Title photograph by Caio Palazzo and all other photography by Claire Gorman, courtesy of Claire Gorman.
Claire Gorman is a talented filmmaker from Phillip Island, an amazing place with heaps of surf and plenty of inspiration. Her 2011 film First Love, which she created at the age of 22, quickly became my favourite surf film when I first stumbled upon it about a year ago. Perhaps it’s the way she captures female surf culture in both Victoria, a part of Australia very near to my own heart, and Hawaii, or perhaps it’s the overall way she captures life on film. Either way, her work is definitely worth seeing. Here Claire shares a bit of her story.
In a few words, what’s your background story? I grew up in the bush in the Yarra Valley where I went to a Steiner school–an alternative school; some might call them “hippy” schools, but it had a strong creative influence. We moved to Phillip Island when I was 13, and I quickly adapted to the beach lifestyle.
How did you develop your interest in making films? My parents gave me a video camera, and I wouldfilm my older brother and his friends surfing, then they would “froth” over the footage when we got home and watched it on the telly. Of course, I always missed their best waves, but I loved the excitement of the whole thing. Then from there I would make little movies of our family holidays and that sort of thing.
Has growing up on Phillip Island influenced you in your career? Being surrounded by waves and surfing has certainly been a key influence in my career. My first feature, First Love opened doors to working with other surf filmmakers, and that naturally lead to working in music as well. They seem to go hand in hand. I still love to work in music and surfing now because of the lifestyle they’re attached to.
Where did you get the idea to document surfers India Payne, Jess Laing, and Nikki van Dijk in First Love? Originally I just wanted to explore the difference in girls who surf in a cold environment, like Phillip Island, to girls who surf in a warm environment, like Hawaii. And on top of that, I wanted to show what their everyday lives were really like, as most surf films only showed surfing, surfing and more surfing, and maybe a girl’s ass on the beach. So it was a very simple idea motivated by the fact that there were no other women’s surf films on the market that I had heard of.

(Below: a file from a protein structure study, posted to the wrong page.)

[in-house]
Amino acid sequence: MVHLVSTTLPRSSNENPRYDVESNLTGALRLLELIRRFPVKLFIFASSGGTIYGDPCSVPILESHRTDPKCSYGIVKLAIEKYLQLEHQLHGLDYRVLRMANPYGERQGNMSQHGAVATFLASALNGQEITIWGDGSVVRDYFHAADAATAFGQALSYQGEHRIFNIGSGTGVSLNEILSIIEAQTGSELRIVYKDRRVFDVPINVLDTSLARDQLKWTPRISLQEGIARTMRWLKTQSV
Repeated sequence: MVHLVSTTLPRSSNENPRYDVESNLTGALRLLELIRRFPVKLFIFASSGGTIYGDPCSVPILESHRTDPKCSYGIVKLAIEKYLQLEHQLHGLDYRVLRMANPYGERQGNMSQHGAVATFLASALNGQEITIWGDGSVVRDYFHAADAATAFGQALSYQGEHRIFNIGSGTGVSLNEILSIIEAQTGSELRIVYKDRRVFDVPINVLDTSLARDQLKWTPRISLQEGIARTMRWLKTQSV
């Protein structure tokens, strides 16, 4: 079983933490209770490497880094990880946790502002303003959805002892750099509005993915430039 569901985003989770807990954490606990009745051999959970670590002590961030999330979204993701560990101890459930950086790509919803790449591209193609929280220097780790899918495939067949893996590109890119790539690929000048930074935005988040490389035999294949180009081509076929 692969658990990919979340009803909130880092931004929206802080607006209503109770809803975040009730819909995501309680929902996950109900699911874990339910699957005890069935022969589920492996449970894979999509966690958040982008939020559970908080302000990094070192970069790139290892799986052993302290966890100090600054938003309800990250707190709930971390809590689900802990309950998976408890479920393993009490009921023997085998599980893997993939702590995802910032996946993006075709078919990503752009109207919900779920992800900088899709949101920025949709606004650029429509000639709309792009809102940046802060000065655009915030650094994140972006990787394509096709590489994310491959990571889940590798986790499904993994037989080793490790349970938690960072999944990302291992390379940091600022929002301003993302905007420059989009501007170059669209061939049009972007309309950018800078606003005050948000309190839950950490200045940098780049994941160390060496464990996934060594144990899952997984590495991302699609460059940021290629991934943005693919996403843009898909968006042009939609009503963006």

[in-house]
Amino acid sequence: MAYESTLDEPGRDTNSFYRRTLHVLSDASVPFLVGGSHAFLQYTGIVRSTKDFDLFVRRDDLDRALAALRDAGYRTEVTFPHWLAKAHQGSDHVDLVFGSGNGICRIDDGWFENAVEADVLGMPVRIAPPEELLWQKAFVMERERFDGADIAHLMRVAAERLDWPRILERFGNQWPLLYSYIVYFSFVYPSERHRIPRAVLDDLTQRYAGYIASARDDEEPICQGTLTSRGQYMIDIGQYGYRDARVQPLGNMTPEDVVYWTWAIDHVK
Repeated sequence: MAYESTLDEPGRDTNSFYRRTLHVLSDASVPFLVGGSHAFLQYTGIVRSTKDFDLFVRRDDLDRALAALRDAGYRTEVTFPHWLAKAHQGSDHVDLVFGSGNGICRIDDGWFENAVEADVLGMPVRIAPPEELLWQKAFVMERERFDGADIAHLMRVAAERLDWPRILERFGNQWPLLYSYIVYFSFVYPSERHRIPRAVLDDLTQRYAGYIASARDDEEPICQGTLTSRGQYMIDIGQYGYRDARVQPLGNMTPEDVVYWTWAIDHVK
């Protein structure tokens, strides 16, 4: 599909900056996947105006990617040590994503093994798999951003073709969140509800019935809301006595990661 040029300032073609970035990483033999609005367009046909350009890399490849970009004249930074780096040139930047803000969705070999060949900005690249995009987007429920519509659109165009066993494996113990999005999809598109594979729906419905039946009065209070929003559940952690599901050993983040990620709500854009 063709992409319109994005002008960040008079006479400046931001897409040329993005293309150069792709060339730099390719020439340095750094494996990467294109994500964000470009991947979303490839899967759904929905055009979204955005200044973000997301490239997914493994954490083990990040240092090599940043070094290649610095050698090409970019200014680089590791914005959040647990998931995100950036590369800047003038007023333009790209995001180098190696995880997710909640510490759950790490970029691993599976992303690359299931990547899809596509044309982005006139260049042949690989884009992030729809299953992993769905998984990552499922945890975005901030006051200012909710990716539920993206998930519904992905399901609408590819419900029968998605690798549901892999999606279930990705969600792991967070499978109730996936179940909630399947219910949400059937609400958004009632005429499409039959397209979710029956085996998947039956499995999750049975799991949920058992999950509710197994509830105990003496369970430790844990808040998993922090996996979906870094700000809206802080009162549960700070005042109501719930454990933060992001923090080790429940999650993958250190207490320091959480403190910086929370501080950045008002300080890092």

What is it like becoming a part of the lives of the people in your films and watching their stories unfold? For me this is the part I love the most. It wasn’t something I had really expected or even thought about before making First Love. It’s a privilege to be let into someones life like that. For example, when Jess had her shoulder operation, it was just me and her mum there with her, and I remember finding it hard not to get too emotional and remind myself I was just there to film.
Have you kept in touch with India, Jess, and Nikki? [If yes,] How does it feel to see them progress in their own journeys after filming their adventures in First Love. Jess and I are good friends. She lives about a 15 minute walk from my house and we hang out a lot. She runs a surf school called Girls on Board, and it’s doing really well! It’s amazing to see how far she has come since her chronic fatigue days. Occasionally I run into India and Nikki, but I like to keep an eye on what they’re up to through social media. It’s cool to see Nikki on the world tour this year, and not a surprise at the same time.
Who is your biggest role model? This is a hard one. I don’t think there is one person who has influenced me above all others. Over the last few years, I have had the opportunity to work with some very talented and good people. And from each of them I have learnt some valuable lessons that I try to keep close and apply to my work now.
What have been the most rewarding experiences you have had as a filmmaker, and what have been some of the most difficult? Rewarding, definitely the friendships I have made in both the people I am filming and the other filmmakers I am working with. The most difficult thing for me now is being away from my family, especially my two year old daughter, when I’m shooting overseas.
Is there a particular theme that you hope to convey through your cinematography? Not really, I just like to blend into the background and hope to capture something natural.
Maddie Buresh is a writer and photographer with an unquenchable desire to explore the great outdoors, from the ocean to the mountains. She finds joy in trying new things, living in community, and crafting stories that encourage people to go outside, have adventures, and enjoy this big, beautiful world.